A few years back, Kenny Chesney was indistinguishable from dozens of other neo-traditionalist country singers in great big hats. Then, in 2002, he discovered the U.S. Virgin Islands, added some steel drums to his pedal steel, and became pop's most successful poet of debauched Caribbean tourism since Jimmy Buffett. Be as You Are, Chesney's chart-topping new release,is essentially a theme album about Club Med. Dark-skinned locals are nowhere to be found in Chesney's Caribbean; instead, it's packed with bartenders and beach bums who have decamped to a paradise where, as Chesney sings in lulling title track, "ambition fades with every wave." It's an essentially colonialist vision of island life, but if you can get past the politics, you might find yourself charmed by Chesney's melodies—and tickled by his stoner's beatitudes. "I'm French kissing life square in the mouth," he exults. "Floatin' 'round through the Gorda Sound/ With a cooler and a bong."
LeAnn Rimes This Woman (Curb, 2005) Click
When we last heard from LeAnn Rimes, she was rather awkwardly angling for a place in the post-Britney dance-pop firmament. That was 2002; now Rimes is 22, she's titled her new album This Woman,and seems to have put aside childish things, including the delusion that her songs will work in clubland. Today, Rimes has country superstars like Shania Twain and Faith Hill in her sights, and they should be worried: Rimes is a stronger singer, and on This Woman she's struck just the right balance between country twang and brawny arena-rock. "I Want To With You" is typical. The verses lope along, to the earthy scrape of acoustic guitars; the choruses arrive with a raucous crash; and Rimes sings like a powerhouse throughout, mixing gospel-style melisma, rock 'n' roll growls, and just a hint of old the old girlish coyness.
Lee Ann Womack More Where That Came From (MCA Nashville, 2005) Click
The cover of Lee Ann Womack's new album is a spot-on homage to the look of a late-'60s/early '70s country LP: a soft-focus image of the singer, glimpsed behind what appear to be amber waves of grain. The music is a bit of a throwback, too; after a couple overly slick releases, Womack, one of country music's finest vocalists, has returned to classicist production values and time-tested subject matter—drinking, cheating, broken homes, and guilty consciences. But there's a twist: Country's female singers have traditionally played the wronged woman, but Womack throws herself into the role of rogue, nipping in and out of bars and cheap motel rooms like a regular George Jones. See, for example, the album's title track, a ballad with all the old-fashioned Nashville trimmings—piano, fiddle, weepy steel guitar—and terrific performance by Womack, whose crooning evokes guilt, lust, and that toxic mix of the two.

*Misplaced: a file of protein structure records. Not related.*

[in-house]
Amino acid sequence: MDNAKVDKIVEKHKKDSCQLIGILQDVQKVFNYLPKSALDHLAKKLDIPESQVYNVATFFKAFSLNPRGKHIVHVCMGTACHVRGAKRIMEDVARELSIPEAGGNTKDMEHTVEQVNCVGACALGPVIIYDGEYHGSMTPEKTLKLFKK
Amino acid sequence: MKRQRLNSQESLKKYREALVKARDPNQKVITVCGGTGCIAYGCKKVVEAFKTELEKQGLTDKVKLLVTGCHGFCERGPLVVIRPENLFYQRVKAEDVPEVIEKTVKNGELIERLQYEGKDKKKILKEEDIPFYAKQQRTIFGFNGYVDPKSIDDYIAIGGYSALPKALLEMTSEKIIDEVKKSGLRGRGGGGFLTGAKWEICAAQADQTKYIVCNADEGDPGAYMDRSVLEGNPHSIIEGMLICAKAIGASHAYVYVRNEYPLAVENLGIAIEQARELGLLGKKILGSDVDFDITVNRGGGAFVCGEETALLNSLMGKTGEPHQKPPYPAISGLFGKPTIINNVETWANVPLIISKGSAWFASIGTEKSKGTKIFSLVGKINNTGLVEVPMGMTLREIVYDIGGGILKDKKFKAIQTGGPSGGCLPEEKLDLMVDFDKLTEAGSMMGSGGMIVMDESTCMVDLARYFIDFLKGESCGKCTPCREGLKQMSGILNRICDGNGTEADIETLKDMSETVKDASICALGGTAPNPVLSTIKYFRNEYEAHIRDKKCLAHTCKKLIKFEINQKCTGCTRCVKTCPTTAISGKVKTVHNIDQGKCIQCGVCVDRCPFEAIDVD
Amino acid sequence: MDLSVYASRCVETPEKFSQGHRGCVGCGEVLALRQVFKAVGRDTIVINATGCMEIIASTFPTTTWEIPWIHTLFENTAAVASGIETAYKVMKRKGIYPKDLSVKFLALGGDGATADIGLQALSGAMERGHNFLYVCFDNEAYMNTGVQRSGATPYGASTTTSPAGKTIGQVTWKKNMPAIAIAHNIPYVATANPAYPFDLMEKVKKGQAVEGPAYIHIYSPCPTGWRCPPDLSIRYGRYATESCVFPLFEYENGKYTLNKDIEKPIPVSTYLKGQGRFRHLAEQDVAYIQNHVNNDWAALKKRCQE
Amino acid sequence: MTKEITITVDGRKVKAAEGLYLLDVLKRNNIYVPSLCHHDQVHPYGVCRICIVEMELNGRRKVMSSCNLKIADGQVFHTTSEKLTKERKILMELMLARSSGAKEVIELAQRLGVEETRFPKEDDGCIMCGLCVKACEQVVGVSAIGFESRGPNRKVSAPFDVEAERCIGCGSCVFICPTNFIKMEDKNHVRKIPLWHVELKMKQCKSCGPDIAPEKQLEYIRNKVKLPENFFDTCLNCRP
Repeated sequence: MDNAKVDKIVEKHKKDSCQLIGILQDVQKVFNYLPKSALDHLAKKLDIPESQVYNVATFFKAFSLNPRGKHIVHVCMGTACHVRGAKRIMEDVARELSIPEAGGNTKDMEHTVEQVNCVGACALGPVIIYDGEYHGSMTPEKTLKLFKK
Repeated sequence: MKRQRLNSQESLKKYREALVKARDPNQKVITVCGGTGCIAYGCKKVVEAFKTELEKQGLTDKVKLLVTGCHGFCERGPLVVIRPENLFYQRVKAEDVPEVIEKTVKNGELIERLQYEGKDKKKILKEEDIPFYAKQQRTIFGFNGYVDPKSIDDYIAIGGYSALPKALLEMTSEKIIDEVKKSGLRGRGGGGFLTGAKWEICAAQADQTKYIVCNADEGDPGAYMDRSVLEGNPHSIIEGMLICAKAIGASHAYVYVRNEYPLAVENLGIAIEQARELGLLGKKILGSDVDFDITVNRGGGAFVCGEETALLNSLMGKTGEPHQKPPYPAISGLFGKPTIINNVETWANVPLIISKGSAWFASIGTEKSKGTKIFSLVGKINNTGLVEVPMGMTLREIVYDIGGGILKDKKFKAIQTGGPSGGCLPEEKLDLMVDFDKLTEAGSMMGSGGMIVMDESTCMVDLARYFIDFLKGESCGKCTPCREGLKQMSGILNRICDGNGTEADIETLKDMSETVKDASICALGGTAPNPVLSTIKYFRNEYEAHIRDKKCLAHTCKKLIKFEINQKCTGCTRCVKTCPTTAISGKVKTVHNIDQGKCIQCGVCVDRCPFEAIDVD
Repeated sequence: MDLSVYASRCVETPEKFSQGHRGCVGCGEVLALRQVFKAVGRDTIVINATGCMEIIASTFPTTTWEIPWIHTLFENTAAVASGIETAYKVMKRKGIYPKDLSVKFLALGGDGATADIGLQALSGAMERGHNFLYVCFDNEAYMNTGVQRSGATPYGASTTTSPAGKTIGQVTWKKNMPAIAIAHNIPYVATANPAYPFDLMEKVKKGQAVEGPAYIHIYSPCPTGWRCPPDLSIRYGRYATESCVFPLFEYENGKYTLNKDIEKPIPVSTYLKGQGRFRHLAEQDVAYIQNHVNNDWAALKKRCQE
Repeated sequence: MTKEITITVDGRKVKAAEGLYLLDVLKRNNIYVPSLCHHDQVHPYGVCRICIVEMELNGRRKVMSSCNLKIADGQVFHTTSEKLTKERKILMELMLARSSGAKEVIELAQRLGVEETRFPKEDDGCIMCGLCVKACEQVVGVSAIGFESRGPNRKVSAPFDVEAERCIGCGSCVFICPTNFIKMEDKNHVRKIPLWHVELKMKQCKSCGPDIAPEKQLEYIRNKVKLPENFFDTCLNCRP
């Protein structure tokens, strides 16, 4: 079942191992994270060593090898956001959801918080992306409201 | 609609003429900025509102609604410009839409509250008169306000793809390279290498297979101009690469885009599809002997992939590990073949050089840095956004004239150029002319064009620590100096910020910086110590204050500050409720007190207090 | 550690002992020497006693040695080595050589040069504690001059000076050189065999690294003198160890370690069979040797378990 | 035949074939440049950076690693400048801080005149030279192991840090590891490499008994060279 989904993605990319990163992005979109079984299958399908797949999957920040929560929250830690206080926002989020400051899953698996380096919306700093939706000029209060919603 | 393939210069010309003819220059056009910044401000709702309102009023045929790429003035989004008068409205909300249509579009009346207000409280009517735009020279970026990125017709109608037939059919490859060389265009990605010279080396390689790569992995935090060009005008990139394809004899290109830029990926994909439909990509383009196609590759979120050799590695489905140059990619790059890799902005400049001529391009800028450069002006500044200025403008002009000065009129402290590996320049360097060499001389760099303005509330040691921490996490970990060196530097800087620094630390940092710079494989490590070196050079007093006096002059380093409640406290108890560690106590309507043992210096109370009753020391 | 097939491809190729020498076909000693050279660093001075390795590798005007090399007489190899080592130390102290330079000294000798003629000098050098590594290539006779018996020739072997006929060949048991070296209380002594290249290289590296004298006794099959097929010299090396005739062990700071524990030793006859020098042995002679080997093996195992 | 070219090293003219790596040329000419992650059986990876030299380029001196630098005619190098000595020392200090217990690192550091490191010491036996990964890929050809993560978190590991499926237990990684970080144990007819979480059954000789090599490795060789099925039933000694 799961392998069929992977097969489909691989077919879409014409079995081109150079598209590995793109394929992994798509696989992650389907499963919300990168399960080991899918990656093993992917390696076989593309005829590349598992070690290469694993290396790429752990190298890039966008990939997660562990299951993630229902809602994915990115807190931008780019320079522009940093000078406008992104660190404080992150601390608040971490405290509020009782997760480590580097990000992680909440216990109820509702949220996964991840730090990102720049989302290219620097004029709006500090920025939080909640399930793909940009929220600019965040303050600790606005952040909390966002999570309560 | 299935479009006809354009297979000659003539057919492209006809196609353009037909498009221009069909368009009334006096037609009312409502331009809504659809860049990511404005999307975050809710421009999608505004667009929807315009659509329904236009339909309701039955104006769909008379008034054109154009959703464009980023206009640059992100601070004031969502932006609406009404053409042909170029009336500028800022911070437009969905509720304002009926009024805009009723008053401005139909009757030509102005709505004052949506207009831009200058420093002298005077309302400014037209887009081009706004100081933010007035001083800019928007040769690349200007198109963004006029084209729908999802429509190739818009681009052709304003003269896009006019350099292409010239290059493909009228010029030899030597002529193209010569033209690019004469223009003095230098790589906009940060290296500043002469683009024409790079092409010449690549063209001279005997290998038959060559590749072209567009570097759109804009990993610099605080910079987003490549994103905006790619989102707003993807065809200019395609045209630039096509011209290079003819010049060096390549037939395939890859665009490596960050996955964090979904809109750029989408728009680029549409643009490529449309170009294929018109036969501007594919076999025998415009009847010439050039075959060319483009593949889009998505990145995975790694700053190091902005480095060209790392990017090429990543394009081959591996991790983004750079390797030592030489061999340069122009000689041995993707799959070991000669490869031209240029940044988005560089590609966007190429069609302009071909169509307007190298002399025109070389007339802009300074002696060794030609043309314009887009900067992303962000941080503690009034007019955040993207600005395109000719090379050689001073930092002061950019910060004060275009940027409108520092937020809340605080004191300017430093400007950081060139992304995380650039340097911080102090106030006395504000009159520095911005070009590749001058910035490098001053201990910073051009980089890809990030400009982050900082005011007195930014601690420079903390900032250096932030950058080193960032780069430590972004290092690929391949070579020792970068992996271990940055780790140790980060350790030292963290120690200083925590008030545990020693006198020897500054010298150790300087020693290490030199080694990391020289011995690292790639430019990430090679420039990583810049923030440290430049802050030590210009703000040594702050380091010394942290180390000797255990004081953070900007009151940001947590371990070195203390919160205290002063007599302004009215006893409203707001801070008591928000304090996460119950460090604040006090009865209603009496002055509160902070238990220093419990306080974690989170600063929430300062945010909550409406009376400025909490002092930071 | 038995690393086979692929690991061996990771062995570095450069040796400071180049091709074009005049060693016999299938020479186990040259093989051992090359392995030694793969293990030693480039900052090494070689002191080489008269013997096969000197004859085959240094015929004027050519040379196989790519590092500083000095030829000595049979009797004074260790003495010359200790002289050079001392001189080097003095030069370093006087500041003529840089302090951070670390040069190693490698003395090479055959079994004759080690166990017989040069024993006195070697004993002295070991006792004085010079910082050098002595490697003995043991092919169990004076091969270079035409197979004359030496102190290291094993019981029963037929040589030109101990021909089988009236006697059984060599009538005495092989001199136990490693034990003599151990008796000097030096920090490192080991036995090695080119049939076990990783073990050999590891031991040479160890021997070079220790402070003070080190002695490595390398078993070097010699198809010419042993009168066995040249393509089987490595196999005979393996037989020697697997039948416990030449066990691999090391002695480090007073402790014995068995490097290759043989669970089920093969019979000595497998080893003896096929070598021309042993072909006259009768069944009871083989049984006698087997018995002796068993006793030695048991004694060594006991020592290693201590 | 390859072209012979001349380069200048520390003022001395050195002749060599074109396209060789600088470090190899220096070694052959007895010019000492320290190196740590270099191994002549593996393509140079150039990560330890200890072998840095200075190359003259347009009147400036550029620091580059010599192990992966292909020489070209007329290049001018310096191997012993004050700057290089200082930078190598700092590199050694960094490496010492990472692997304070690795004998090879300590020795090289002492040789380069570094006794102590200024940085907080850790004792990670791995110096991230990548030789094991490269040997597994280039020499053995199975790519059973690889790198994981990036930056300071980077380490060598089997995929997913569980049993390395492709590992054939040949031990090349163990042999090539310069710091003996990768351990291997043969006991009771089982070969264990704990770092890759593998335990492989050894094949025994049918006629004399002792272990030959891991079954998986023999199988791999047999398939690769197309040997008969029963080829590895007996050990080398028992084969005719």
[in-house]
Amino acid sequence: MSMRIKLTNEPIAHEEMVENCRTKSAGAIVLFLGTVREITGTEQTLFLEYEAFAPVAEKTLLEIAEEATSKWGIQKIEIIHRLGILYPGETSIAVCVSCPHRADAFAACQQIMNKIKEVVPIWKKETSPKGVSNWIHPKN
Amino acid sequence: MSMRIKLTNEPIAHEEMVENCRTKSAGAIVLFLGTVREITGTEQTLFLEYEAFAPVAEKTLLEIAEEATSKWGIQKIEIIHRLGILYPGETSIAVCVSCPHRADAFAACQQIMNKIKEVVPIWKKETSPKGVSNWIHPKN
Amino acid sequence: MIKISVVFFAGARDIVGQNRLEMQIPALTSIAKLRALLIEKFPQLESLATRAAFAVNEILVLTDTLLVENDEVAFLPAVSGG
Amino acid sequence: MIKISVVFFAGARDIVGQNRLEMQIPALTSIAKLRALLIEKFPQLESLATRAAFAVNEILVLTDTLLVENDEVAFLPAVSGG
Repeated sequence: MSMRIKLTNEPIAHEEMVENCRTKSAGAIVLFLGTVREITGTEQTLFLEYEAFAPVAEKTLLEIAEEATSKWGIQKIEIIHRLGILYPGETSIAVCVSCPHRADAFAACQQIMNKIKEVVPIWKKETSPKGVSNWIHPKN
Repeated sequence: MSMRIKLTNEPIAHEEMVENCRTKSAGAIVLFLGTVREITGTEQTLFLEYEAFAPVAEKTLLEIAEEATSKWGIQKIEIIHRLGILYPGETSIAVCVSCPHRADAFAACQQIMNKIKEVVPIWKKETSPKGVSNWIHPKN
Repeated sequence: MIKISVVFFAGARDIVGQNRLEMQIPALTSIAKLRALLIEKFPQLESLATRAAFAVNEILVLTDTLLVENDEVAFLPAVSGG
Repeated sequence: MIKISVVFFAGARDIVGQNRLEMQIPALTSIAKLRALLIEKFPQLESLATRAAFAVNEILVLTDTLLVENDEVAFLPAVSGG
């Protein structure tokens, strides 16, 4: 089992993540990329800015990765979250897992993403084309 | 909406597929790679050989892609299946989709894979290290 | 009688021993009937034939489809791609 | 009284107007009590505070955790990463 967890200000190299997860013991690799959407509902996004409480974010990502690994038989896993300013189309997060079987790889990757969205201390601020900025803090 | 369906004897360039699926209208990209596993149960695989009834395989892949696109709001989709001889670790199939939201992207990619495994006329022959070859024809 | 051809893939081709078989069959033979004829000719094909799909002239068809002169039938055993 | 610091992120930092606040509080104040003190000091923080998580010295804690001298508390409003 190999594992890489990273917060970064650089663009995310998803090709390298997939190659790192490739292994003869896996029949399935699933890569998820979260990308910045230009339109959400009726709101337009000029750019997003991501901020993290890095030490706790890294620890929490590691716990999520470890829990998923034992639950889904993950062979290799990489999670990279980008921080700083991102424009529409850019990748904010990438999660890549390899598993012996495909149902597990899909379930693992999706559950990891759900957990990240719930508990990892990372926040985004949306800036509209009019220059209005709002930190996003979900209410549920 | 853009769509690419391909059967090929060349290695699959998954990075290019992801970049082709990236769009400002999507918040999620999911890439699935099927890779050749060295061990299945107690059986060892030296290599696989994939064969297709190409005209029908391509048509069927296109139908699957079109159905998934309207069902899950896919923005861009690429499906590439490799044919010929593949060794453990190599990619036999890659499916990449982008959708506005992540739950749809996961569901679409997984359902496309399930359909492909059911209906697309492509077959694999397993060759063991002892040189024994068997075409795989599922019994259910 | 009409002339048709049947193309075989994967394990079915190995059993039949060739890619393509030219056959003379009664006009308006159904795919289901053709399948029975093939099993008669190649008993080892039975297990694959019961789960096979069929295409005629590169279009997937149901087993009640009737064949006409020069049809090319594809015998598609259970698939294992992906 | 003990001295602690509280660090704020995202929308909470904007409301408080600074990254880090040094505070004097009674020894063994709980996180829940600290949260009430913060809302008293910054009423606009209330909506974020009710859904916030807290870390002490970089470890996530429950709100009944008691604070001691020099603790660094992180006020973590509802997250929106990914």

Chely Wright The Metropolitan Hotel (Dualtone, 2005) Click
Chely Wright's new single is one of the odder musical responses to the Iraq war. The song begins with a traffic altercation: A "lady in a minivan" flips Wright the bird " 'Cause she don't like my sticker for the U.S. Marines/ On the bumper of my S.U.V." Whereupon Wright launches into a wacky support-the-troops narrative. We get a rundown of her family's military history (Grandpa won a purple heart in Normandy, Dad served in 'Nam), an aside about nonpartisanship ("I'm not Republican or Democrat"), and a surreal fantasia in which the singer strolls through Hiroshima, "the DMZ," and "the sand in Baghdad." As patriotic poetry goes, it ain't exactly "America the Beautiful," but country radio loves a flag-waving song, and Wright's mushy music—a few stately piano chords, and just a hint of down-home mandolin—is the kind of thing that shoots right up the charts.
Willie Nelson Songs (Hip-O, 2005) Click
Now that Ray Charles has left us, Willie Nelson stands alone: He is the last great American troubadour, a master of all songs, in all genres—honky tonk, standards, blues, whatever. Doubters need only consult the new "best of" collection, Songs, andNelson's rendition of "Rainbow Connection," a ridiculous piece of doggerel originally performed by Kermit the Frog, which Nelson turns into a ballad for the ages. Like just a few other master vocal stylists—Charles, Sinatra, Billie Holiday—Nelson is capable of redeeming the worst schlock, locating the kernel of real feeling in the most absurd material. Listen to him lagging teasingly behind the beat in "Rainbow Connection," and to the truly lovely succession of notes he hits singing the lines, "I know they're wrong, wait and see."